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From the Southwest Coast of Cumberland. - 1811.


FAR from our home by Grasmere's quiet Lake,
From the Vale's peace which all her fields partake,
Here on the bleakest point of Cumbria's shore
We sojourn stunned by Ocean's ceaseless roar;
While, day by day, grim neighbor! huge Black

Frowns, deepening visibly his native gloom,
Unless, perchance rejecting in despite

What on the Plain we have of warmth and light,
In his own storms he hides himself from sight.
Rough is the time; and thoughts, that would be

From heaviness, oft fly, dear Friend, to thee; Turn from a spot where neither sheltered road Nor hedge-row screen invites my steps abroad;

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Where one poor Plane-tree, having as it might
Attained a stature twice a tall man's height,
Hopeless of further growth, and brown and sere
Through half the summer, stands with top cut sheer,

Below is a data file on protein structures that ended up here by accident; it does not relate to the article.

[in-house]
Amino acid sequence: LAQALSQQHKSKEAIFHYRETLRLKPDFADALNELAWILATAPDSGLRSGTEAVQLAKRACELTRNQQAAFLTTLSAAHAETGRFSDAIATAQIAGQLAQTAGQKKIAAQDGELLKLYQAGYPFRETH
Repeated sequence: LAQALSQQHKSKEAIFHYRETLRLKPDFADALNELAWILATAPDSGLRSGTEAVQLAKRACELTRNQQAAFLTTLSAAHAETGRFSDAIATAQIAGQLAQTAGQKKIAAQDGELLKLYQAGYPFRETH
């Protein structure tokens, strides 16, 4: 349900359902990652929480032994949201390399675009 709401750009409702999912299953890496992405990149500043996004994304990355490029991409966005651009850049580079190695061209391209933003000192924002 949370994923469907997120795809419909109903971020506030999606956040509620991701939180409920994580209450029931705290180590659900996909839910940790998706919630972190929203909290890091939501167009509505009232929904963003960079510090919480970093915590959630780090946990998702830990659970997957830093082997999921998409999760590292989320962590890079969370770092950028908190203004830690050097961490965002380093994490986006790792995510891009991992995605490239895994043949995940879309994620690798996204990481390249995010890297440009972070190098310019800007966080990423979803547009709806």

Like an unshifting weathercock which proves
How cold the quarter that the wind best loves,
Or like a sentinel, that, evermore,

Darkening the window, ill defends the door
Of this unfinished house, a Fortress bare,
Where strength has been the Builder's only care;
Whose rugged walls may still for years demand
The final polish of the Plasterer's hand.

This Dwelling's Inmate more than three weeks'


And oft a Prisoner in the cheerless place,
I of whose touch the fiddle would complain,
Whose breath would labor at the flute in vain,
In music all unversed, nor blessed with skill
A bridge to copy, or to paint a mill,
Tired of my books, a scanty company !

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And tired of listening to the boisterous sea
Pace between door and window, muttering rhyme,
An old resource to cheat a froward time!
Though these dull hours (mine is it, or their

shame ?)

Would tempt me to renounce that humble aim. But if there be a Muse who, free to take

Her seat upon Olympus, doth forsake

Those heights, (like Phoebus when his golden locks He veiled, attendant on Thessalian flocks,)

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